KENYA – Kenya will soon begin producing its own human vaccines, thanks to the government’s Sh2.5 billion (US$220 million) investment in a vaccine manufacturing plant in Nairobi.

According to Health CS Mutahi Kagwe, the plant will be installed at the Kenya Medical Supplies Authority headquarters in Embakasi and managed by the government-backed Kenya Biovax Institute Limited.

He also stated that other vaccines that can be produced in the country will be included in the manufacturing process.

We are not just talking about Covid-19 vaccines, we are talking about other vaccines such as those for polio, malaria that we can make in the country,” he said.

The CS went on to say that while vaccine manufacturing is not a money-spinner in and of itself, it is necessary for the government to do so, as South Africa and India have done with their government-backed serum institutes.

Speaking during the Editors’ retreat in Malindi, the CS said the equipment will be set up at the current KeMSA grounds, in Embakasi.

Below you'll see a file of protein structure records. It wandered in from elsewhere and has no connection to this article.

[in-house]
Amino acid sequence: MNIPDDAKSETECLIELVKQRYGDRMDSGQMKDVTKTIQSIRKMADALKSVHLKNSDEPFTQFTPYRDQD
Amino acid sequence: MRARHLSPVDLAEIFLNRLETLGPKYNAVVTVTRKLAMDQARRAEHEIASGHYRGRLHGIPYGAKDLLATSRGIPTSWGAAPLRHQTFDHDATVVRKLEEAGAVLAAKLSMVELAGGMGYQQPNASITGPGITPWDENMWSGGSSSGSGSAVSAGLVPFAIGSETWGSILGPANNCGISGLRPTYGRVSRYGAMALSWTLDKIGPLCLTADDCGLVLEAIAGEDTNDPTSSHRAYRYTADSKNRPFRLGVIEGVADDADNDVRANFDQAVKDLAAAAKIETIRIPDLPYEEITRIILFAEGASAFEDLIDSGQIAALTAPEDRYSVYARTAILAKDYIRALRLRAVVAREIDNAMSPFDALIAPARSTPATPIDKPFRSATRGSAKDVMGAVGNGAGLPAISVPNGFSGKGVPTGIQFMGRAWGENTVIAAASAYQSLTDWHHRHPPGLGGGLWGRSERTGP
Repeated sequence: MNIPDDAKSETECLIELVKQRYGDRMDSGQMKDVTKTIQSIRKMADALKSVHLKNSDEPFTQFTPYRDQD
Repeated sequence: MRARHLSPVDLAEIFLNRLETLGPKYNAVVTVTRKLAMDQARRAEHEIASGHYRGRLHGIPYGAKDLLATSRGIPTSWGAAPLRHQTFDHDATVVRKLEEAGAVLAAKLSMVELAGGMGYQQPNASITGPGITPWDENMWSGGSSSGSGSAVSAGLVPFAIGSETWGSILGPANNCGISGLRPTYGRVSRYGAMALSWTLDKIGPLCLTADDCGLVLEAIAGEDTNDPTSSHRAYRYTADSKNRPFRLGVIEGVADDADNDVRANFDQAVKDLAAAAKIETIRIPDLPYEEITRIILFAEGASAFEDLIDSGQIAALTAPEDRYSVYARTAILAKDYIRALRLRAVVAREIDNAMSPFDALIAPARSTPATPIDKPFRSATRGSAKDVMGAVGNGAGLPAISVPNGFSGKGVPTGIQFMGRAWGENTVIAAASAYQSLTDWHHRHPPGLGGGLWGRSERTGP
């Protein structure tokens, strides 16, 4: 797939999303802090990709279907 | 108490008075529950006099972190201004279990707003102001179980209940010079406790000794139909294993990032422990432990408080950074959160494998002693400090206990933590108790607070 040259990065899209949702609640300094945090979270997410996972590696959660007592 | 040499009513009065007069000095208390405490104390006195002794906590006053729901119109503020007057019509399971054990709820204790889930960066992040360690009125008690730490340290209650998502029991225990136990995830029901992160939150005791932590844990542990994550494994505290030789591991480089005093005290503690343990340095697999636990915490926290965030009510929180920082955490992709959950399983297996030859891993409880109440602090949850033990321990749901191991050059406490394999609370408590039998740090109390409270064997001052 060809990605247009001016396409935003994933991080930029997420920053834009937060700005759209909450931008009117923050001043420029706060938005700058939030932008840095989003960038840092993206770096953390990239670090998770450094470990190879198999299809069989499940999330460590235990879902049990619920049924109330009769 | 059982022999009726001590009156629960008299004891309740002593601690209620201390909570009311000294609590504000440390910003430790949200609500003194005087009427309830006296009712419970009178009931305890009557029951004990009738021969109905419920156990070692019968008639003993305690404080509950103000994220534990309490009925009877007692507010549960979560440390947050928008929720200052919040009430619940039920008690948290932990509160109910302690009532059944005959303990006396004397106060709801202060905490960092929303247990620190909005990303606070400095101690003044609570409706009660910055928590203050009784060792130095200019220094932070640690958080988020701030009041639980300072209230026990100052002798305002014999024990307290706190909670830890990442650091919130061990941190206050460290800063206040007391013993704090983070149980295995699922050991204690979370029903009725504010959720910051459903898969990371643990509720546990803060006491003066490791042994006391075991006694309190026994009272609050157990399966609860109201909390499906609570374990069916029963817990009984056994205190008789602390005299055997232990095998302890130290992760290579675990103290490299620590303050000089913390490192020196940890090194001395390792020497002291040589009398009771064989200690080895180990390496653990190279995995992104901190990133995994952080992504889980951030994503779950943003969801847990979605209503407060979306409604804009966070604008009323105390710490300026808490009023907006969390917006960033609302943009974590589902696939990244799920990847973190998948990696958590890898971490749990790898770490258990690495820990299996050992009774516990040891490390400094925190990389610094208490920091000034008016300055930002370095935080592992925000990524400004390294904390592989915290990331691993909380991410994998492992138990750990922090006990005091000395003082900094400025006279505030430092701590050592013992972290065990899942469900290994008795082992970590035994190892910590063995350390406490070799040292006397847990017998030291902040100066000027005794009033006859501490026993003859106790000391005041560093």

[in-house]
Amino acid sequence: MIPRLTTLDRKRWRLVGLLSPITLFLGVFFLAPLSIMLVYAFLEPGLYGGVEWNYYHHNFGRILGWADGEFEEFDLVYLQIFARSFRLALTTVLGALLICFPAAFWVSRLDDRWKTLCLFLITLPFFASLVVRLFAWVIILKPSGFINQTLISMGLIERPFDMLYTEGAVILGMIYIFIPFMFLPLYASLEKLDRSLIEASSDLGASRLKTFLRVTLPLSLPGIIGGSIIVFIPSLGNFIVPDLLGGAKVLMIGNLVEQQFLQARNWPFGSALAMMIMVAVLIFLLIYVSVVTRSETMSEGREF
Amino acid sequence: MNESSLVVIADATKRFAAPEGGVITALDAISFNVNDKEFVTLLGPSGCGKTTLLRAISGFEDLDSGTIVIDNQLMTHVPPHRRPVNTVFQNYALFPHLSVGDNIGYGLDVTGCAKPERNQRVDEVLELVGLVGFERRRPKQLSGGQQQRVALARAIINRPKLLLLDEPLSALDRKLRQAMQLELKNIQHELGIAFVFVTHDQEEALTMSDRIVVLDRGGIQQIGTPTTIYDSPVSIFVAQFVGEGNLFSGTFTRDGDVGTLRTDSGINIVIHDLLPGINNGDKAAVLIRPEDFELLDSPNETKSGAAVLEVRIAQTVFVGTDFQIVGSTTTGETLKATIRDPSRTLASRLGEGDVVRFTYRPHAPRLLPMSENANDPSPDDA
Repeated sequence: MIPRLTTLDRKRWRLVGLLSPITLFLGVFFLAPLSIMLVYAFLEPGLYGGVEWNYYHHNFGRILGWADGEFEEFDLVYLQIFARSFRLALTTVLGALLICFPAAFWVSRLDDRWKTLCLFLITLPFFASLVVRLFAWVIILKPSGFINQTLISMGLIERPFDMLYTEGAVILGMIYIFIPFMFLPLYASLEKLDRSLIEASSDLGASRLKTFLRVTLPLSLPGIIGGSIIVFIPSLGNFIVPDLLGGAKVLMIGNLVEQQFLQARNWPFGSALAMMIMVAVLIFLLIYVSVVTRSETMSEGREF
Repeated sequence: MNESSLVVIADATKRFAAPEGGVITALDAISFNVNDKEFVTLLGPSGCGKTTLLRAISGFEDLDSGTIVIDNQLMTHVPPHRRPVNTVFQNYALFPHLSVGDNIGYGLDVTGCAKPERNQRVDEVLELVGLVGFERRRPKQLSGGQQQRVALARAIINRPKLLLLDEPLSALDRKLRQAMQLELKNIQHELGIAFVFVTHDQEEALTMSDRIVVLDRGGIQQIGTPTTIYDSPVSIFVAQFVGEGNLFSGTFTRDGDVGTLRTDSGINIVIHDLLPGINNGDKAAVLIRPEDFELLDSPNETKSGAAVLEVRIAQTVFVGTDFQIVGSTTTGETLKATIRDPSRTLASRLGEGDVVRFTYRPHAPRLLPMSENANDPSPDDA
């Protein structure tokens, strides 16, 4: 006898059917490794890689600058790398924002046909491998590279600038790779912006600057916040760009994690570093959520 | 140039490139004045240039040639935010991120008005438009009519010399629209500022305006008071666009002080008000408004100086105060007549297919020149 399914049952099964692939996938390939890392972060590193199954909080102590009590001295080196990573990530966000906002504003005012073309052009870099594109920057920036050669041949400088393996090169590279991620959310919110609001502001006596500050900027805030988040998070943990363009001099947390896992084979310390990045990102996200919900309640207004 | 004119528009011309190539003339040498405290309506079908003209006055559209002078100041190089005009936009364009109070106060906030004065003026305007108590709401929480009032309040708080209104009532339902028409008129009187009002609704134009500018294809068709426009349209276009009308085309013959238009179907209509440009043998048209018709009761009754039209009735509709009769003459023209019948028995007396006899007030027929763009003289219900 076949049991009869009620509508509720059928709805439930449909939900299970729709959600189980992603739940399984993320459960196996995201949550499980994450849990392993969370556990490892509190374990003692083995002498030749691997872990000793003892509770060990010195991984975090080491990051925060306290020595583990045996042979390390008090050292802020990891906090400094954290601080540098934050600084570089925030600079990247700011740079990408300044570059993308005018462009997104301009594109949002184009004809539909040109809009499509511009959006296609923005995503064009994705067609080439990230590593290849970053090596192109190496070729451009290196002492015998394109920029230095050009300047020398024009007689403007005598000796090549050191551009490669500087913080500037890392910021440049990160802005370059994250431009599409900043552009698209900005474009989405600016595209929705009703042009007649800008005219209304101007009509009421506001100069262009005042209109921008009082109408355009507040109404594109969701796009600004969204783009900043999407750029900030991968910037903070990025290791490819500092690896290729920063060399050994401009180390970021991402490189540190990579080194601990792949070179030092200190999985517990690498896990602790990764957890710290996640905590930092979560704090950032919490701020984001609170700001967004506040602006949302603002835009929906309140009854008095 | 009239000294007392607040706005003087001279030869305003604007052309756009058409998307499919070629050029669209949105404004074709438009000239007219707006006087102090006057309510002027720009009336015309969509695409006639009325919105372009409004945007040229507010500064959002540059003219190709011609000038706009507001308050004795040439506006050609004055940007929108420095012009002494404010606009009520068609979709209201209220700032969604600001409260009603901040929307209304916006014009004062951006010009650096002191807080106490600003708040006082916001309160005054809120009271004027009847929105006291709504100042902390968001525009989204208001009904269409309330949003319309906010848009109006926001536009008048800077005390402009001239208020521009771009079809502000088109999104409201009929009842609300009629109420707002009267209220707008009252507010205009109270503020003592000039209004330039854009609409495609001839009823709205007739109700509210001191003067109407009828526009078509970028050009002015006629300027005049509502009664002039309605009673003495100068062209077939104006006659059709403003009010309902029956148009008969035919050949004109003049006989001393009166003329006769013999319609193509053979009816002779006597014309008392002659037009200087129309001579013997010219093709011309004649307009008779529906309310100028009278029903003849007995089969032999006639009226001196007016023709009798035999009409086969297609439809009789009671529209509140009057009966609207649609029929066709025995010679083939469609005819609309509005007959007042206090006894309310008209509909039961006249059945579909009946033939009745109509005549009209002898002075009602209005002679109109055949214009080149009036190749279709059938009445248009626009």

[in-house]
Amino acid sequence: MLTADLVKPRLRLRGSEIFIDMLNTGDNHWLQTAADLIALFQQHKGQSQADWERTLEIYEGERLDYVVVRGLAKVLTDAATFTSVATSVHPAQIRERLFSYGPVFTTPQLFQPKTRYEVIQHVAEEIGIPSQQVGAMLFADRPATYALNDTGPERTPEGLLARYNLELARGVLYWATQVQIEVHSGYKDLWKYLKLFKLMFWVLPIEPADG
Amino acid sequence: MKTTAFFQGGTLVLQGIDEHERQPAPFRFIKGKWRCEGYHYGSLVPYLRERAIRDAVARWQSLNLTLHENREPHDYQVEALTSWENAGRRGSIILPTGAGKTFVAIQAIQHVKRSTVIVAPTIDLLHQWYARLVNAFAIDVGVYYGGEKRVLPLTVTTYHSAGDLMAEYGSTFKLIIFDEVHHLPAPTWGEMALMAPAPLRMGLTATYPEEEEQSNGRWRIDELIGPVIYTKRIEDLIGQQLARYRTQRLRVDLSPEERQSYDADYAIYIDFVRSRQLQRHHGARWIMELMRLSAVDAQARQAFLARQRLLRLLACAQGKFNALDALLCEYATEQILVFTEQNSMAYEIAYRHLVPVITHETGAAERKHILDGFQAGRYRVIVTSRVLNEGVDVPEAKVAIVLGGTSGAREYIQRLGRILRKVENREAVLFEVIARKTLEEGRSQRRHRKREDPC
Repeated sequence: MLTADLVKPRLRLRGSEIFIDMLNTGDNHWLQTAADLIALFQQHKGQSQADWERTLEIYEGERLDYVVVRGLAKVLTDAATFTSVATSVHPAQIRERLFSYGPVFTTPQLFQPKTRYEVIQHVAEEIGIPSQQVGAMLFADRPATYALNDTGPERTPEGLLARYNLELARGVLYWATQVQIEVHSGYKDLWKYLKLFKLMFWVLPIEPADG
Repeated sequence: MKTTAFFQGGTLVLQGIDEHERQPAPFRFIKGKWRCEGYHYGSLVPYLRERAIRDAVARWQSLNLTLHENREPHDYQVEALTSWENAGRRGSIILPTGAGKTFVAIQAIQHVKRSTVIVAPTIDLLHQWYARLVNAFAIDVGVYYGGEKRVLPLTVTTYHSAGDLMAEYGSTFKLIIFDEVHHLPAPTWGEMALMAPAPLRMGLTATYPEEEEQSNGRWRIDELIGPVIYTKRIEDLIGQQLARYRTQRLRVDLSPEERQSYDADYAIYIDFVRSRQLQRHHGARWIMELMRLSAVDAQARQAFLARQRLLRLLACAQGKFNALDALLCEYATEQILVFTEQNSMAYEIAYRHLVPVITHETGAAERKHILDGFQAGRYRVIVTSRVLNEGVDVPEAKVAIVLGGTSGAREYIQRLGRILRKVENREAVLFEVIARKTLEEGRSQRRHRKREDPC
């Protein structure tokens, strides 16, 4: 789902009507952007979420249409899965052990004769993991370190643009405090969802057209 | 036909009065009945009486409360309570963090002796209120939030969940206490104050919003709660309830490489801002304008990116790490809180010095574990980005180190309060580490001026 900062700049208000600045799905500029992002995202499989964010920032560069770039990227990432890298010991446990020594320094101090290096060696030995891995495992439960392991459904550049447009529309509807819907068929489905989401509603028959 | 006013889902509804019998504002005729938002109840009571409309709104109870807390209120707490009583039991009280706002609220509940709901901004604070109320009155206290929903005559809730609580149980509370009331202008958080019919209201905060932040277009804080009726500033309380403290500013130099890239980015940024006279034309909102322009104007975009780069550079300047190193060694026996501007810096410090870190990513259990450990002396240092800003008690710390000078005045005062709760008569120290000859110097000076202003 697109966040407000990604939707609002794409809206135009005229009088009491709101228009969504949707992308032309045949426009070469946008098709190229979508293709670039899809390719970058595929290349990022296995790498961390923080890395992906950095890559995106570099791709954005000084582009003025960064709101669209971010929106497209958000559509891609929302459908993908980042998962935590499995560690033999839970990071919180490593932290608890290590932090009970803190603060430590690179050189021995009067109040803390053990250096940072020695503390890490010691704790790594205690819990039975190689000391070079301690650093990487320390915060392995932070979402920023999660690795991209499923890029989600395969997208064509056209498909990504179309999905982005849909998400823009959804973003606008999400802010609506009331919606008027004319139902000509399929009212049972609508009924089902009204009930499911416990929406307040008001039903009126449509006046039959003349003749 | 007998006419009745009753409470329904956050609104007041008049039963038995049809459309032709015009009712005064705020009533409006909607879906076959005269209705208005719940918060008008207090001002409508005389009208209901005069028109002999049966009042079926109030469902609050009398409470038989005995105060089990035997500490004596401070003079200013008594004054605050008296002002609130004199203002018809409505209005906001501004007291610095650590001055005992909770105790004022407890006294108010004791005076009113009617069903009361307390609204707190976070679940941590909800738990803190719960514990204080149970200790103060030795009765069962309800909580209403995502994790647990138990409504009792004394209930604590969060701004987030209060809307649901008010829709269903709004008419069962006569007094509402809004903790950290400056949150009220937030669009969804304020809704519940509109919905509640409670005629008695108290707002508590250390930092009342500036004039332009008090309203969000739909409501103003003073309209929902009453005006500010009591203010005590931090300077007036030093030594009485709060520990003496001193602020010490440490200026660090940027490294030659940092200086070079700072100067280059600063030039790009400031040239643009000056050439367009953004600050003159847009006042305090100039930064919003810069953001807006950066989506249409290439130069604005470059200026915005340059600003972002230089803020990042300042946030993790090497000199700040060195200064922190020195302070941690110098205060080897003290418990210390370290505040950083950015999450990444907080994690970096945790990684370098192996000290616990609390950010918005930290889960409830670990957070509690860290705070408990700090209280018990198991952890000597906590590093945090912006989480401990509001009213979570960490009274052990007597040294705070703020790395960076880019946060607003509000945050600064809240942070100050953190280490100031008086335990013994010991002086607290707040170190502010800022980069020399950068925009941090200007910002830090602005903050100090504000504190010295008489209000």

“We have three go downs at the KeMSA premises in Embakasi which we are going to renovate and funds will be spent on installation of the machine and not construction of new buildings,” said Kagwe.

We do not want any compromises. We do not want people making calls to see whether they can participate. Unless you have been in that business; unless you are the serum institute, don’t bother. We are going to work with the best minds across the globe to ensure that Kenyans get value for their money,” he said.

The CS stated that everything will be done transparently and that whoever the government works with must be of global standing.

He claims that whatever the government decides to use will be superior to what has previously been done in terms of vaccine manufacturing.

The important thing is that is a big step for Kenya. This is the first time since independence that we are actually going to vaccine manufacturing and it is going to see reduction in the costs of vaccines and also ensure seamless availability of vaccines because it is possible to for us to have money and not access them.”

In December of last year, the CS announced that Kenya would begin producing Covid-19 vaccines locally by April in order to protect its citizens from future supply disruptions.

Supply issues had impeded efforts to vaccinate the country’s adult population.

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